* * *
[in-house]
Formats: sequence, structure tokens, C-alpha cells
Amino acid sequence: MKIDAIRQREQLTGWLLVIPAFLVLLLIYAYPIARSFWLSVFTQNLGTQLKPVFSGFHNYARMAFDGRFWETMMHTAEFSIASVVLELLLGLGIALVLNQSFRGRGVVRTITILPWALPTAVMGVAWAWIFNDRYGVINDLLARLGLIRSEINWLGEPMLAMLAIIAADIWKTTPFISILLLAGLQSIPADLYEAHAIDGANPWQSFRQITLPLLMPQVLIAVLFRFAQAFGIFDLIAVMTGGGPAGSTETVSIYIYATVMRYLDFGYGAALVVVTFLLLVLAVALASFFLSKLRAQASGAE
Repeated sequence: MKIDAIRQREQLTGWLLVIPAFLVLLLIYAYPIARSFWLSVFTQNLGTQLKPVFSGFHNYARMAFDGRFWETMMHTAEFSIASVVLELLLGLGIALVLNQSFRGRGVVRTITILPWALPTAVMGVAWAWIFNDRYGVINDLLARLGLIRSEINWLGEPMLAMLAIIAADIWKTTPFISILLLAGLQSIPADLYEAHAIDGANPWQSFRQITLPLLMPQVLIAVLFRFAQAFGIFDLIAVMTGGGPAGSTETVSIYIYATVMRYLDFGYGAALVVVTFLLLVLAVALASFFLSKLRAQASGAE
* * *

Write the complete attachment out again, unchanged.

[in-house]
Formats: sequence, structure tokens, C-alpha cells
Amino acid sequence: MKIDAIRQREQLTGWLLVIPAFLVLLLIYAYPIARSFWLSVFTQNLGTQLKPVFSGFHNYARMAFDGRFWETMMHTAEFSIASVVLELLLGLGIALVLNQSFRGRGVVRTITILPWALPTAVMGVAWAWIFNDRYGVINDLLARLGLIRSEINWLGEPMLAMLAIIAADIWKTTPFISILLLAGLQSIPADLYEAHAIDGANPWQSFRQITLPLLMPQVLIAVLFRFAQAFGIFDLIAVMTGGGPAGSTETVSIYIYATVMRYLDFGYGAALVVVTFLLLVLAVALASFFLSKLRAQASGAE
Repeated sequence: MKIDAIRQREQLTGWLLVIPAFLVLLLIYAYPIARSFWLSVFTQNLGTQLKPVFSGFHNYARMAFDGRFWETMMHTAEFSIASVVLELLLGLGIALVLNQSFRGRGVVRTITILPWALPTAVMGVAWAWIFNDRYGVINDLLARLGLIRSEINWLGEPMLAMLAIIAADIWKTTPFISILLLAGLQSIPADLYEAHAIDGANPWQSFRQITLPLLMPQVLIAVLFRFAQAFGIFDLIAVMTGGGPAGSTETVSIYIYATVMRYLDFGYGAALVVVTFLLLVLAVALASFFLSKLRAQASGAE